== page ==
Chromium dioxide or chromium (IV) oxide, CrO2, in its natural state looks like black crystals. It exhibits ferromagnetic properties and was once widely used as a synthetic magnet in magnetic data tape such as audio cassette tapes. It was considered to be one of the most perfect magnetic pigments for recording tapes because of its thin, long, glass rod like crystals. This amorphous solid can be formed through the thermal decomposition of dichromate complexes.
Chromium trioxide or chromium (VI) oxide, CrO3 is acidic oxide, or acidic anhydride of chromic acid. It will react with water to form chromic acid and will react with a base to form a chromium salt. In solid form, it is a dark red-orange granular complex. It is used in chrome-plating as a strong oxidizer, however, it is extremely toxic.
Chromate and Dichromate
Chromate, CrO42-, is a salt of chromic acid. This salt is associated with a yellow color in basic conditions, for example potassium chromate. Dichromate, Cr2O72-, is a salt of dichromic acid. This salt is associated with a strong orange color in acidic conditions, for example potassium dichromate. However, compounds of chromate or dichromate with heavy metals usually display a red color. Dichromate is a strong oxidizing agent but it is a bad precipitating agent. Chromate on the other hand is used as a precipitating agent but it is a poor oxidizing agent. Chemical equilibrium is displayed when either anion is in an aqueous solution.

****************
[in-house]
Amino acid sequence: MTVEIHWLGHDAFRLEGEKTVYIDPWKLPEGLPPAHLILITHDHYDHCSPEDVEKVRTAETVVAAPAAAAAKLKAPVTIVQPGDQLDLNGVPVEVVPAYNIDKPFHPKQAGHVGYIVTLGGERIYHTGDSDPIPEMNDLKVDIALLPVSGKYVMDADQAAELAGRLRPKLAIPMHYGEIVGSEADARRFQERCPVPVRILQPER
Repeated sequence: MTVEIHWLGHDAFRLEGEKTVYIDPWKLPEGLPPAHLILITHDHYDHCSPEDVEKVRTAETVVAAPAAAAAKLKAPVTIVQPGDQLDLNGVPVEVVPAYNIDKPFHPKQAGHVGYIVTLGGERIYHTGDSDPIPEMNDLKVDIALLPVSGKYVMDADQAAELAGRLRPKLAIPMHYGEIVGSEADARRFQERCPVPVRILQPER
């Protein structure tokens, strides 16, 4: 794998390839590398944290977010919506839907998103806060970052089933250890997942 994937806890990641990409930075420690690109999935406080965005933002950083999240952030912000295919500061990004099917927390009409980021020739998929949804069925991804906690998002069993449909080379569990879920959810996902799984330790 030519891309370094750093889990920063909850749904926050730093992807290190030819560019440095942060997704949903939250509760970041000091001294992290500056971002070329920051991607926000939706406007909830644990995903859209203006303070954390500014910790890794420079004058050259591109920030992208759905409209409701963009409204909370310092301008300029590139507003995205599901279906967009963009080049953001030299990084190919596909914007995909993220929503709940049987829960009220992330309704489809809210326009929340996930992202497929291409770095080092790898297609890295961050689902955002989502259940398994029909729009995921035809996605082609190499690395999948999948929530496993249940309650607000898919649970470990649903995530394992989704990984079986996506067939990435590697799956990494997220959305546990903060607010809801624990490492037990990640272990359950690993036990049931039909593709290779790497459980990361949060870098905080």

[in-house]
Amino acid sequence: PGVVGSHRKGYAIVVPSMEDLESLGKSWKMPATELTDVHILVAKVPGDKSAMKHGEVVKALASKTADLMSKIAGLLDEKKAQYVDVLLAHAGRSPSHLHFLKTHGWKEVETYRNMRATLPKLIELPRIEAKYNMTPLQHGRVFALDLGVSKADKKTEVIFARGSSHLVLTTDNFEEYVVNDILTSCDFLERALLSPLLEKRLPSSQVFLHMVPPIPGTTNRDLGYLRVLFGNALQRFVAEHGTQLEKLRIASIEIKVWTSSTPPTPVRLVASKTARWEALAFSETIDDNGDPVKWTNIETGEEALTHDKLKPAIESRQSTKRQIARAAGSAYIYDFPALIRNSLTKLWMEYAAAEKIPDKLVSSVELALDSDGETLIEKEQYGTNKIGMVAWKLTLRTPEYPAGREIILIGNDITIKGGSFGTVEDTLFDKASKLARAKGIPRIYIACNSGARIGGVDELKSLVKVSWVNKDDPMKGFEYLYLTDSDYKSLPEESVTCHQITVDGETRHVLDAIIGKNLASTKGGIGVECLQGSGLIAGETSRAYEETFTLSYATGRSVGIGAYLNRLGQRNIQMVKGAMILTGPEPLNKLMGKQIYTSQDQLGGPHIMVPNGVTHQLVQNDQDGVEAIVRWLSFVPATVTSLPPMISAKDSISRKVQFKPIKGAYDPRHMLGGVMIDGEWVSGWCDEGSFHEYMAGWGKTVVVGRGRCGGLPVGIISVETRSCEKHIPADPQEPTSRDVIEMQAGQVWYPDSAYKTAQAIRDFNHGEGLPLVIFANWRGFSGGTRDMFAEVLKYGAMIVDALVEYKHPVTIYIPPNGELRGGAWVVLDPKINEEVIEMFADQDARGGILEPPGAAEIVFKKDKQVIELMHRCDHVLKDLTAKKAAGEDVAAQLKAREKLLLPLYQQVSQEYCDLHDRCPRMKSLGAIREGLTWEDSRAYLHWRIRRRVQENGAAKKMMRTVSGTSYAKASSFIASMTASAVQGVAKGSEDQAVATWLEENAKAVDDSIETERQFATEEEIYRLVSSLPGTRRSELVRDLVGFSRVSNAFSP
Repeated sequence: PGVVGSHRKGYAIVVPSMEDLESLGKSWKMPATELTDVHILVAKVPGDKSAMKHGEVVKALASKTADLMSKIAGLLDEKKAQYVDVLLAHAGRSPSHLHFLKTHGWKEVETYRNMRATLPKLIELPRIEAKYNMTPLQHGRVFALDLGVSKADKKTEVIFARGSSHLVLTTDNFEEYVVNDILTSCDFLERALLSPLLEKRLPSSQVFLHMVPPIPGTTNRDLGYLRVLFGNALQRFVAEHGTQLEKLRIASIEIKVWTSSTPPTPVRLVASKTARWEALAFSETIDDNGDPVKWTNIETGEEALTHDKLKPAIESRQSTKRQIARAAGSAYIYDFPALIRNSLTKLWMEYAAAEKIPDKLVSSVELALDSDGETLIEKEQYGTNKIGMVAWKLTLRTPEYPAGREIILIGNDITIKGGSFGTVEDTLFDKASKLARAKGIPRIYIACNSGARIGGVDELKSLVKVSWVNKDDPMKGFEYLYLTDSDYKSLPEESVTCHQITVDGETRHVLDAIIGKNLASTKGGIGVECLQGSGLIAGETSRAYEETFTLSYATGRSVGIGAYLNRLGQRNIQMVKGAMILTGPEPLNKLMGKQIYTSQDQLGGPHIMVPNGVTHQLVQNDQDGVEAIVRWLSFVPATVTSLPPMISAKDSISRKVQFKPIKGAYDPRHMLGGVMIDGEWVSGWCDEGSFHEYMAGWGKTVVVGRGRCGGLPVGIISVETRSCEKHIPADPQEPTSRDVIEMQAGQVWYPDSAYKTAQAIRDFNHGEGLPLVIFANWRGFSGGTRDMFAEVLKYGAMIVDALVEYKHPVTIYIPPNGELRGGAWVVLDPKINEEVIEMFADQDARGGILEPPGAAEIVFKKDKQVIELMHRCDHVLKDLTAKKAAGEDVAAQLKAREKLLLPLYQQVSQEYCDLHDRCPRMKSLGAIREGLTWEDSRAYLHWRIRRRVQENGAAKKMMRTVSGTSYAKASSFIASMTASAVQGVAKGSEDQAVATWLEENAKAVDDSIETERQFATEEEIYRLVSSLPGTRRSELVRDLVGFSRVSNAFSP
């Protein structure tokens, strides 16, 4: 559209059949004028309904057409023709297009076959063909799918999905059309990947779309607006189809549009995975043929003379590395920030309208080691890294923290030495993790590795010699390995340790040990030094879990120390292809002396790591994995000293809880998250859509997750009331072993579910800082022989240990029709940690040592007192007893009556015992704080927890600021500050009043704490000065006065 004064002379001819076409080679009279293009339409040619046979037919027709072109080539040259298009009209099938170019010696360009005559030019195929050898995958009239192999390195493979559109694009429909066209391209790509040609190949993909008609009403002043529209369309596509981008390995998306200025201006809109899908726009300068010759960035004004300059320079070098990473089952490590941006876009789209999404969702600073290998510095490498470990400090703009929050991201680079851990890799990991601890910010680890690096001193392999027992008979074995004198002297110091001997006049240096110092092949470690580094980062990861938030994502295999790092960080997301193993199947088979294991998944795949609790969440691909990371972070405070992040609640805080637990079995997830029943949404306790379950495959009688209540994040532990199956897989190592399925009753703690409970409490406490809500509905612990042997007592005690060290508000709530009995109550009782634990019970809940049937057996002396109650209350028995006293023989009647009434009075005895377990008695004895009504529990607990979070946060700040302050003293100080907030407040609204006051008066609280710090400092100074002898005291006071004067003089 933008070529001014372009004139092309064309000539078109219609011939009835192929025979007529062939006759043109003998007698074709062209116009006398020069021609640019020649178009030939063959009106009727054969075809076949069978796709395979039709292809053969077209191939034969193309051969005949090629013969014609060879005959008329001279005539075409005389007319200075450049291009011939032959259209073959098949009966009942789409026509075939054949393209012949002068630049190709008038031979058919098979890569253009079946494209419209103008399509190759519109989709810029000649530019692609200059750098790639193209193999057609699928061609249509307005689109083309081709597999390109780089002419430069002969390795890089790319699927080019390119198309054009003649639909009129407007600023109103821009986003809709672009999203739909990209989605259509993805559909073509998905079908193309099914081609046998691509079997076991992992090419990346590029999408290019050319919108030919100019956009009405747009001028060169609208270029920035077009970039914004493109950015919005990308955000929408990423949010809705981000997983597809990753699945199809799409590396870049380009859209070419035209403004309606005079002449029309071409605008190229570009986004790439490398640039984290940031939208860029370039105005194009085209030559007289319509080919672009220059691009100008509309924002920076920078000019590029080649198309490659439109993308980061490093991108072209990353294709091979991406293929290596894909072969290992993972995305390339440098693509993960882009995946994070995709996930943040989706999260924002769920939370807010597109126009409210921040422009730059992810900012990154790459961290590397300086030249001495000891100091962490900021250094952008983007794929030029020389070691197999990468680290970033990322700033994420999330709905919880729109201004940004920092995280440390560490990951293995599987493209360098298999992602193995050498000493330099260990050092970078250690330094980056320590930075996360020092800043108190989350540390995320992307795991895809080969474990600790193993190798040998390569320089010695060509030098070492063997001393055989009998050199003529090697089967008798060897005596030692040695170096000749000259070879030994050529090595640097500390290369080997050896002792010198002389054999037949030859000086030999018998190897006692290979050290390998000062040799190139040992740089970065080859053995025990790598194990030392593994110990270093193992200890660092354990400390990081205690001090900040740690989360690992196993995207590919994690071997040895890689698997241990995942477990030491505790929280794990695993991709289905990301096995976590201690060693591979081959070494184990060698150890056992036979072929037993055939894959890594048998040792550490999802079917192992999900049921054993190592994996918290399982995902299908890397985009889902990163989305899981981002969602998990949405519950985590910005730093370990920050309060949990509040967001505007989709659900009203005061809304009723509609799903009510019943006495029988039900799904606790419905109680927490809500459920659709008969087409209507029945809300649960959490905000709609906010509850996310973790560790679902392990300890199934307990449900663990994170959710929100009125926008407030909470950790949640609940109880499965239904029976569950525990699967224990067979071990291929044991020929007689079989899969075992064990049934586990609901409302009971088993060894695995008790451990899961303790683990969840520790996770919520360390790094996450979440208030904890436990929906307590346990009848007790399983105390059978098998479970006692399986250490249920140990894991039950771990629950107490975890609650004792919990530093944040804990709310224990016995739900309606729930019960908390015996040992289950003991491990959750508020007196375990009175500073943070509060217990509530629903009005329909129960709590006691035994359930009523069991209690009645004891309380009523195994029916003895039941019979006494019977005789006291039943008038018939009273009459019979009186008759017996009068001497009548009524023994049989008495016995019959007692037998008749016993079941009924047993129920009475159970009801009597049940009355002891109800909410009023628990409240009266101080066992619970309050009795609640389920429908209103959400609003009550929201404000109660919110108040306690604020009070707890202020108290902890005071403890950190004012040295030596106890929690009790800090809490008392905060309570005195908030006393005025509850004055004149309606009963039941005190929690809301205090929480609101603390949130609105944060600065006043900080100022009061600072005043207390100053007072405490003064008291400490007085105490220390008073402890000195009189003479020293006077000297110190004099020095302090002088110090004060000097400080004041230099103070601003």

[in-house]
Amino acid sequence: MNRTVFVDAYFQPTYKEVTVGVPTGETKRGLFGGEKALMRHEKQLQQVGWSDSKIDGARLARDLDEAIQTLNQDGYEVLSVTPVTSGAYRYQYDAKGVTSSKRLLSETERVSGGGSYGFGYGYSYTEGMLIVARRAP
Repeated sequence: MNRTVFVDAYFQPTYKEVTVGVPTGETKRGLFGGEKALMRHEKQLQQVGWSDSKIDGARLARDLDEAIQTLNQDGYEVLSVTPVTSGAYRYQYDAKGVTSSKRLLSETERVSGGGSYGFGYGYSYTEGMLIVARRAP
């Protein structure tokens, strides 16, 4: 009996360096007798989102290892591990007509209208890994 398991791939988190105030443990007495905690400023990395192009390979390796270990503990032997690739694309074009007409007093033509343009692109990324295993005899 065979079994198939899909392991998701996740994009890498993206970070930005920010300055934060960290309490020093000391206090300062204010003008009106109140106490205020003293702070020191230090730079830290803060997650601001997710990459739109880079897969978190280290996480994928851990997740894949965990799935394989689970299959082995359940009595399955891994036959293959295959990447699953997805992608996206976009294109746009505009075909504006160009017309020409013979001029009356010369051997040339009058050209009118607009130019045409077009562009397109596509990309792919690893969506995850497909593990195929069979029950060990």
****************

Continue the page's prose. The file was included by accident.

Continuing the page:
2CrO42- (s) + 2H+ (aq) ↔ H2O (l) + Cr2O72- (aq) Kc = 3.2 × 1014
In acidic solution, the forward reaction is favored. In basic solution, the reverse reaction is favored.
Passivation of Chromium
Chromium is one of the few metals that has the property of passivation. Chromium will spontaneously react to form a thin layer of oxide that protects the metal against further corrosion. This surface is hard and nonreactive. This makes chromium ideal for electroplating other metals to protect them from oxidizing, and because of it's hardness, it is used to harden the surface of many objects, such as metal tools.